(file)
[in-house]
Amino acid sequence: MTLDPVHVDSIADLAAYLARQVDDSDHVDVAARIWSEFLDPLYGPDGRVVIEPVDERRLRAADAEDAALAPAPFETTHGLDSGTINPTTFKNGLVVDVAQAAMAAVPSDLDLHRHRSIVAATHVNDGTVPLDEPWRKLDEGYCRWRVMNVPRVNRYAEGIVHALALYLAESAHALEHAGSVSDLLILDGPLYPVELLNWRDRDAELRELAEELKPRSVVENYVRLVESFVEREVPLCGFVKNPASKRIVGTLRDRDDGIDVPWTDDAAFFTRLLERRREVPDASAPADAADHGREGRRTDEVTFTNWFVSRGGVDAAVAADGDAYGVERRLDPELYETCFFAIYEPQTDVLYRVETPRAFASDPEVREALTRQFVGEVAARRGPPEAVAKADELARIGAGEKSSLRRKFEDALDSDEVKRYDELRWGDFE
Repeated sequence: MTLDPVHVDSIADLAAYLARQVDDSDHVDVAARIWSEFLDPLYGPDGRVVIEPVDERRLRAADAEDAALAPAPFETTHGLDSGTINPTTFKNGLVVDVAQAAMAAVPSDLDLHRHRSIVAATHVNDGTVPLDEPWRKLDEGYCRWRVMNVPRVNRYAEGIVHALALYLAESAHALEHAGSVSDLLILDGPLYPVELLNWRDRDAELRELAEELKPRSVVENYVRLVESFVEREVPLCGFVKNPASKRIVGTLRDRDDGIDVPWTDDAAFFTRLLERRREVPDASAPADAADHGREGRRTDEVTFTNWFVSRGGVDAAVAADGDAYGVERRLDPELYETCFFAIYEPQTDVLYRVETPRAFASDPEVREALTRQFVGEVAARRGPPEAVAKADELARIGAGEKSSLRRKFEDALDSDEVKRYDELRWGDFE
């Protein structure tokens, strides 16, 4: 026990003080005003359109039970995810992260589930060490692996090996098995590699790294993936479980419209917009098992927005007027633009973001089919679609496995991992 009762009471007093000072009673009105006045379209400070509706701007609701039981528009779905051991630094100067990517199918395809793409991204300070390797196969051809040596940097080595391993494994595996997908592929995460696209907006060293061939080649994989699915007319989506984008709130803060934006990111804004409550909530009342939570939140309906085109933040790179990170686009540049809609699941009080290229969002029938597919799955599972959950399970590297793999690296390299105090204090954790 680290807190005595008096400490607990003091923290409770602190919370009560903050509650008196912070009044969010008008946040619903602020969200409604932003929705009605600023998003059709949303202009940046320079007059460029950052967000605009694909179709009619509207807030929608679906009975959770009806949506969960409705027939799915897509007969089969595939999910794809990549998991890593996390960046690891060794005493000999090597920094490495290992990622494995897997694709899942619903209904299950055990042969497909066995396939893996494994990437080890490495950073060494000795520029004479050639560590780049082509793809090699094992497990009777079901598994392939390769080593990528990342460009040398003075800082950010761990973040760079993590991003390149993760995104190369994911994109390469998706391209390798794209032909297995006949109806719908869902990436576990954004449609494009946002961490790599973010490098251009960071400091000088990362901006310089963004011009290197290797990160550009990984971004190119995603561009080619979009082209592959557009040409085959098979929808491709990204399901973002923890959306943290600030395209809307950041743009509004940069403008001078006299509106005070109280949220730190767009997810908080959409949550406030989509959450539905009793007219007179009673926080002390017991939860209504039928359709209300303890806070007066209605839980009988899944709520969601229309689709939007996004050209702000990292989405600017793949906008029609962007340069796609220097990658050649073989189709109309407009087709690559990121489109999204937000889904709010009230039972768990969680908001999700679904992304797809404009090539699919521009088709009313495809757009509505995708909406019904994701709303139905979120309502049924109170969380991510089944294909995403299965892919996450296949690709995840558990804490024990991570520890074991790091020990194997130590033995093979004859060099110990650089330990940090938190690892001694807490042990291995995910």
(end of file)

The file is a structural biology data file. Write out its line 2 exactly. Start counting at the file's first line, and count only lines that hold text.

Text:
Amino acid sequence: MTLDPVHVDSIADLAAYLARQVDDSDHVDVAARIWSEFLDPLYGPDGRVVIEPVDERRLRAADAEDAALAPAPFETTHGLDSGTINPTTFKNGLVVDVAQAAMAAVPSDLDLHRHRSIVAATHVNDGTVPLDEPWRKLDEGYCRWRVMNVPRVNRYAEGIVHALALYLAESAHALEHAGSVSDLLILDGPLYPVELLNWRDRDAELRELAEELKPRSVVENYVRLVESFVEREVPLCGFVKNPASKRIVGTLRDRDDGIDVPWTDDAAFFTRLLERRREVPDASAPADAADHGREGRRTDEVTFTNWFVSRGGVDAAVAADGDAYGVERRLDPELYETCFFAIYEPQTDVLYRVETPRAFASDPEVREALTRQFVGEVAARRGPPEAVAKADELARIGAGEKSSLRRKFEDALDSDEVKRYDELRWGDFE